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QUESTION: In healthy young children, are drug and non-drug treatments effective for settling problems and night waking?
Studies were identified by searching Medline (1966 to September 1998), EMBASE/Excerpta Medica (1980 to June 1998), PsycLIT (1974 to September 1998), Biological Abstracts (1985 to June 1998), CINAHL (1982 to September 1998), SIGLE (1980 to June 1998), and the Cochrane database (issue 2, 1998); scanning the bibliographies of identified articles and those in reviews and books; handsearching the Journal of Child Psychology and Psychiatry; and by contacting authors and manufacturers of trimeprazine.
Studies were included if they were randomised controlled trials (describing drug or non-drug interventions) of young children (≤5 y of age) with an established sleep problem or night waking that had an outcome measure of number of night wakes, time to settle, or number of nights in which these problems occurred.
Data were extracted on the study design, number and age range of the participants, the referral source, the sleep problem, the intervention and control procedures, the outcome scores and measures, and the assessment times.
9 studies met the selection criteria; 4 drug trials, 4 on behavioural treatments, and 1 on a general non-directive educational approach. A meta-analysis was not done because of study heterogeneity. 2 drug trials compared trimeprazine (maximum dose 90 mg) with placebo. Both showed a statistically significant positive effect of trimeprazine in the short term. Some children treated with trimeprazine, however, continued to wake at night and up to one third did not improve with trimeprazine. Long term results were less favourable. 1 trial compared niaprazine with chlordesmethyl diazepam and found the drugs to be comparable. The fourth drug trial compared trimeprazine as an adjunct to an extinction programme with placebo and found no difference between the groups at end of treatment and at 4 weeks of follow up.
The non-drug interventions investigated were positive routines, graduated extinction, scheduled wakes, extinction or systematic ignoring, modified extinction, educational booklet, and a sleep programme. Scheduled wakenings and extinction reduced night waking compared with the control, a sleep diary, in the short and long term. Positive routines and graduated extinction were also effective in settling problems when compared with waiting list in the short and long term. A non-directive educational booklet showed no benefit over a control procedure. The benefits of a modified extinction procedure and of a booklet giving specific advice were unclear because no untreated control group comparisons were done.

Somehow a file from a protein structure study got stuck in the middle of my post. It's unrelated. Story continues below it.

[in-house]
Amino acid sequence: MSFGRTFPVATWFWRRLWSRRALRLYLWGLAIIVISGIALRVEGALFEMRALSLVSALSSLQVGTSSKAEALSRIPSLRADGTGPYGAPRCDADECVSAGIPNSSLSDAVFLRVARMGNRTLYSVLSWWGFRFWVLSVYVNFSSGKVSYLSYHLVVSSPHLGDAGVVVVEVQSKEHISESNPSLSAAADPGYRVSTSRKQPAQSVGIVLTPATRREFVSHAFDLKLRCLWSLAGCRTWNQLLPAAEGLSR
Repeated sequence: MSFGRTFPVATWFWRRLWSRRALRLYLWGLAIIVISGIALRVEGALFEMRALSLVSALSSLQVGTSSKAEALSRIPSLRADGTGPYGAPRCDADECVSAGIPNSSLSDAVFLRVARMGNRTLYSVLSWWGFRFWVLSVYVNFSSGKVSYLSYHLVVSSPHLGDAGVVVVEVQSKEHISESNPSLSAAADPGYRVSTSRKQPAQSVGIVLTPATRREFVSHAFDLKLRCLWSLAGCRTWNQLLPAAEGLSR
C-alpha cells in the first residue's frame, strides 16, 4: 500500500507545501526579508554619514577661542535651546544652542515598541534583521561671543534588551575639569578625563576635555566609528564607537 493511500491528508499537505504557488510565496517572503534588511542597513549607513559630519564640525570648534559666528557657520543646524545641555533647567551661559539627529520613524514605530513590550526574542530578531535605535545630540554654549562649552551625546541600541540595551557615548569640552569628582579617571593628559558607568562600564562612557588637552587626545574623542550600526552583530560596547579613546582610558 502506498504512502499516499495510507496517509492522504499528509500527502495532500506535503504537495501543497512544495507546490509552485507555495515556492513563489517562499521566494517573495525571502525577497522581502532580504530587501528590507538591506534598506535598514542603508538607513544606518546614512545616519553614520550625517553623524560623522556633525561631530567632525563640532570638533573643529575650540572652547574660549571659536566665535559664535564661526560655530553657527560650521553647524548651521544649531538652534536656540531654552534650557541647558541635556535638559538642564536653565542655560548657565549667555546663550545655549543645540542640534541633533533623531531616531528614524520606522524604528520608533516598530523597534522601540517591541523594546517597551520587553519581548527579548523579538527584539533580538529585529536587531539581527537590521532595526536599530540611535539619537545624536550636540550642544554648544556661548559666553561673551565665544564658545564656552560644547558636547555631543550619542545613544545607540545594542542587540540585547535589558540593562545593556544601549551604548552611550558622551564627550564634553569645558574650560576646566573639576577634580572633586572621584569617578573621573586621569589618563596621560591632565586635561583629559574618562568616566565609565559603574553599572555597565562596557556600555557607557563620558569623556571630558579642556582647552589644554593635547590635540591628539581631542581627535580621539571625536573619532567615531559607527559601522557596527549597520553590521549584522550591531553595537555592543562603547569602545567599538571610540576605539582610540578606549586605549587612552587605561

Both drug and some non-drug treatments are effective in the short term for settling problems and night waking in young children but long term beneficial effects are more evident with non-drug treatments.
Considerable geographic variation exists in the treatment for sleep problems in young children. For example, in a study by Kopferschmitt et al it was reported that some 12% of the 11 595 children enrolled in kindergarten in the Bas Rhin province in France had been given psychotropic medication for “sleep problems” for more than 6 months and up to 5 years.1 In contrast, medication for sleep problems is rarely, if ever, given in the US. There is, however, great interest in the US in the effectiveness of various behavioural approaches for sleep difficulties, which is well documented in a recent review article.2
There are 4 lessons we can learn from the present study. Firstly, drugs can have an effect on sleep behaviours for a brief period but there is little evidence that they are helpful in the long term. One reason for this is that sleep problems are often reflections of a specific parental management style3 which governs both day and night behaviour of such children. These problems will not be modified by a sleeping pill. Secondly, many parents will not permit their young children to receive psychotropic drugs, hence such studies may use selective and potentially unrepresentative populations. Thirdly, falling asleep and the number of night wakings are influenced by the neurobehavioural development of the infant, especially during the first 6 months. Thus, 75% of children will not disturb their parents during the night at age 6 months while virtually all do so earlier on. Fourthly, night waking is considered normal in infants. The “caseness” of wakings comes about when children “call out” when they wake up rather than manage to soothe themselves back to sleep.3 It is that ability which treatment needs to develop, and explains the long term treatment failure of medication in such problems.
Source of funding: Wellcome Trust.
For correspondence: Dr P Ramchandani, Child and Family Psychiatry Service, Sue Nicholls Centre, Manor House, Aylesbury, Buckinghamshire HP20 1EG, UK. Fax +44 (0)1296 398802. A modified version of this abstract and commentary also appears in Evidence-Based Medicine.
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